Aspire to Create: Inspired by Nature & Empowered by Creativity – Red to Green

By Sheila Ceccarelli for Students and Staff at Red2Green

In autumn 2015, AccessArt was invited to lead a series of practical workshops as part of an Arts Council, Grants for the Arts project, Aspire to Create which was managed and delivered by Red2Green

Red2Green is a ‘Cambridgeshire charity providing services including learning, leisure and work opportunities for adults with a wide range of disabilities.’ 

Aspire to Create aimed to ‘broaden its students’ access to creative opportunities.’

During a two week residency, Sheila Ceccarelli, from AccessArt, worked with Aspirations, a group of adult learners with Autistic Spectrum Disorders and staff at Red2Green, on a series of practical workshop sessions, exploring creative processes from drawing and printmaking to sculpture & casting, inspired by nature and culminating in an exhibition.

The Aspire to Create project was underpinned by the students’ research into a local 19thC amateur naturalist Leonard Jenyns and his connection to Charles Darwin. Prior to Sheila’s visits, learners visited the local church in Swaffham Bulbeck, where Jenyns was the vicar.

Window dedicated to naturalist Leonard Jenyns at St. Mary’s Swaffham Bulbeck - photo by Aspirations learner
Window dedicated to naturalist Leonard Jenyns at St. Mary’s, Swaffham Bulbeck – photo by Aspirations learner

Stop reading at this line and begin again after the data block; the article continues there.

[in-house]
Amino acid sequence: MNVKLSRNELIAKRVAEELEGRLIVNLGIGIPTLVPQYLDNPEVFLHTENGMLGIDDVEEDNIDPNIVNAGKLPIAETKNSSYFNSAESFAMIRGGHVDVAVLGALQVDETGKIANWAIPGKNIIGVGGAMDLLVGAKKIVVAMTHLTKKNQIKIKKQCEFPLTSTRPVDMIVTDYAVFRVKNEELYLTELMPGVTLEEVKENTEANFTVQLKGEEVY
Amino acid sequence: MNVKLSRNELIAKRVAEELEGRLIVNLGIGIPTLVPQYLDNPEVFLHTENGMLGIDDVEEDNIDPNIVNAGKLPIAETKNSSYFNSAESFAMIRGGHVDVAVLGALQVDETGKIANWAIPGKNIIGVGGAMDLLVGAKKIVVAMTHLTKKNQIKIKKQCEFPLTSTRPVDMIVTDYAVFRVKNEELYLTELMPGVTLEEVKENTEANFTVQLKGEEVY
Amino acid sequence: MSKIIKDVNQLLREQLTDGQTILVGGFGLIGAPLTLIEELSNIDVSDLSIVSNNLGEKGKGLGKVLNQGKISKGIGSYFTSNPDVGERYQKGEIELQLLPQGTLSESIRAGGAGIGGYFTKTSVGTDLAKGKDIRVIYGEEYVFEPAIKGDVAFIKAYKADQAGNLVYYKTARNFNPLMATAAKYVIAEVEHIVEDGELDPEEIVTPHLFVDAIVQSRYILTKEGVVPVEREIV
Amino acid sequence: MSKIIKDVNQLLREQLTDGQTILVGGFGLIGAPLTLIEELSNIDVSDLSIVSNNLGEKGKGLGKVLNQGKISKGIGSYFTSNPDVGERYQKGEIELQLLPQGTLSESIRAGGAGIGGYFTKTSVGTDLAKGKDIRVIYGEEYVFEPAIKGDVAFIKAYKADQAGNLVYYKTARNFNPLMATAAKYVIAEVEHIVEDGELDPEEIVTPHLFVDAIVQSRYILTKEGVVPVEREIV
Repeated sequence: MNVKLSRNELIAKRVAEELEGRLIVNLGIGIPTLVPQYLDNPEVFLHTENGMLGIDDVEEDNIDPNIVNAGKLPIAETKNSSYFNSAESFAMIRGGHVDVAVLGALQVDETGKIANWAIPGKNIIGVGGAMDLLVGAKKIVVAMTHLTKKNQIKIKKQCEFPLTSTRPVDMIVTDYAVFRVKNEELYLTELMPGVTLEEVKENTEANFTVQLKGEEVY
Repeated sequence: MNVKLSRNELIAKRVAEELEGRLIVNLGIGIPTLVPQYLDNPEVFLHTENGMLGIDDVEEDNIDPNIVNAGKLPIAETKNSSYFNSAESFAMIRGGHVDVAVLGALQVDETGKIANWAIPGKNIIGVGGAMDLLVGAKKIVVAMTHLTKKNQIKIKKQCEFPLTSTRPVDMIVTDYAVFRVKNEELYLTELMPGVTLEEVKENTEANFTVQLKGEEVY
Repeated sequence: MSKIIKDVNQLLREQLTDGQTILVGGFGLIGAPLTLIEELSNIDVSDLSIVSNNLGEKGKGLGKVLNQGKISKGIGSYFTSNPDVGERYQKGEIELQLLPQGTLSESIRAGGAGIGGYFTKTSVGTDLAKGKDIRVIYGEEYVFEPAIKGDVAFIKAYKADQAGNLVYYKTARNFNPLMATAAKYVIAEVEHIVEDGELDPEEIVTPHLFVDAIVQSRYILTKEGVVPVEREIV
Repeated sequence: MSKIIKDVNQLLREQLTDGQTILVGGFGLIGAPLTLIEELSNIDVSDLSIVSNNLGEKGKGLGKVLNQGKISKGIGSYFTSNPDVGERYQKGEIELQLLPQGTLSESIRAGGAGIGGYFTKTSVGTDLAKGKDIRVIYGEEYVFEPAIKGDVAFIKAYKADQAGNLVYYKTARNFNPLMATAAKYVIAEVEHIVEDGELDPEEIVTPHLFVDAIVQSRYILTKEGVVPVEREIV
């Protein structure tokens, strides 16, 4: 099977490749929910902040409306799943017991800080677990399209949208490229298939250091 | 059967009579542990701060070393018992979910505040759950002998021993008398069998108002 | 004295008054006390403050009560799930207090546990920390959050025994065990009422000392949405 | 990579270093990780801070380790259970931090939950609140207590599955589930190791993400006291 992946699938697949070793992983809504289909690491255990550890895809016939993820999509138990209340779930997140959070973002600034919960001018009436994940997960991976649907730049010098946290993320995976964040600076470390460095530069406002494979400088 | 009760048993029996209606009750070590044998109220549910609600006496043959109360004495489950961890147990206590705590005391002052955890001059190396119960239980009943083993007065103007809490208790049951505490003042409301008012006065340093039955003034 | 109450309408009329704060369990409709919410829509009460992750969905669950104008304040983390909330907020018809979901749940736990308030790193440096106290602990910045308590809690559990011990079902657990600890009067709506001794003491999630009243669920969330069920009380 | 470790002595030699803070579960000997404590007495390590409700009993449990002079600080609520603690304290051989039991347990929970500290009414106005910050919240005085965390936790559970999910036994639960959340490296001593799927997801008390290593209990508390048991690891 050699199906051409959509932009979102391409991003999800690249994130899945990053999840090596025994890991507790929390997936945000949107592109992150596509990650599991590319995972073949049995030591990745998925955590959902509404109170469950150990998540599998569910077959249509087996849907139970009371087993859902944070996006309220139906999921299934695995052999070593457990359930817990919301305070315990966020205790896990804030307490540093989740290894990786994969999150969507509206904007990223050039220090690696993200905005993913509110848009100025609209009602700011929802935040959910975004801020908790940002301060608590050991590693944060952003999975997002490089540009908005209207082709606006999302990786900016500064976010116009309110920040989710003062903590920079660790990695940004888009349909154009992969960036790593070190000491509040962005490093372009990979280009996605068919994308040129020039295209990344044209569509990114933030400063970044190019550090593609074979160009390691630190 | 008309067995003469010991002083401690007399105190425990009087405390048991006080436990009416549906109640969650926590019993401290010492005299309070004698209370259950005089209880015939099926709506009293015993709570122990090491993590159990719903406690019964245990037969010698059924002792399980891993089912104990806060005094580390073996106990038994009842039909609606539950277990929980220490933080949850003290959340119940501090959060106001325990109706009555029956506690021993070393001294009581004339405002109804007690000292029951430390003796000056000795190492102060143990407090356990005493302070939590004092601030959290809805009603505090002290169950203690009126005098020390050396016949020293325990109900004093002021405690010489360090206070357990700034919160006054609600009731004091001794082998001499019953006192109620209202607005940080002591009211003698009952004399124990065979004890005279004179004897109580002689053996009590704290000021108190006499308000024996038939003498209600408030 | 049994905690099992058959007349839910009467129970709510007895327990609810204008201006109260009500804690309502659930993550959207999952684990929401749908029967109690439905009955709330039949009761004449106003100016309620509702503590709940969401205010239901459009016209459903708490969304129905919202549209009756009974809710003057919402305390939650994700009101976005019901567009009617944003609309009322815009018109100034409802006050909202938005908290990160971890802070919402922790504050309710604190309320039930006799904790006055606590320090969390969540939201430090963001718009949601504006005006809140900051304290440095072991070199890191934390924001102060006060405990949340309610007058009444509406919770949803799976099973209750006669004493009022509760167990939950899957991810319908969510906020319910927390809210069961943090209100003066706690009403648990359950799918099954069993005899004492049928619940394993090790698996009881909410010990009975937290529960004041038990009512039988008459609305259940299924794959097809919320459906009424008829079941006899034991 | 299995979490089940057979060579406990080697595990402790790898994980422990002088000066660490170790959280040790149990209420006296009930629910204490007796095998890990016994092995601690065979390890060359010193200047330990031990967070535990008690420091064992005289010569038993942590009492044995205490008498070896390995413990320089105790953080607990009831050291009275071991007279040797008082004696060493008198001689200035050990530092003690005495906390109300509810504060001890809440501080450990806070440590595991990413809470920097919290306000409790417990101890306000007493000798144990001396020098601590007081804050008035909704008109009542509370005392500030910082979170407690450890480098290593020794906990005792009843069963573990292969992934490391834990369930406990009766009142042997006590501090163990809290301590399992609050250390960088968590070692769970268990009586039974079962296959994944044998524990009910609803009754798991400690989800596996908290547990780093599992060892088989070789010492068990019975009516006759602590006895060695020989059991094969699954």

Learners had also visited the Fitzwilliam Museum, Cambridge, exploring both 20th century and classical art works inspired by nature and the Sedgwick Museum of Earth Sciences. A box of skulls was also borrowed from the Cambridge University Museum of Zoology Loans Boxes service.

Sheila continued themes inspired by nature and natural form and offered students a bespoke opportunity to build up a repertoire of techniques and a portfolio of creative experiences.

The weeks were action packed and sessions were energetic and sometimes chaotic, but one of the most wonderful outcomes, beyond even that of the beautiful and thoughtful work created, was the transformation of the classroom into a studio and the commentary and conversations that happened there.

Sessions were documented and the series of AccessArt posts, below, created to offer a lasting archive to demonstrate how learners accessed the processes and highlight the extraordinary work produced.

Please note that not all was documented to protect the privacy of some of the learners who preferred to remain anonymous.

Many thanks to Sharon, Sally, Vicky, Jeanette, Alice and Elizabeth for their help during the workshops and inviting me to be part of such an inspiring and supportive learning environment – Sheila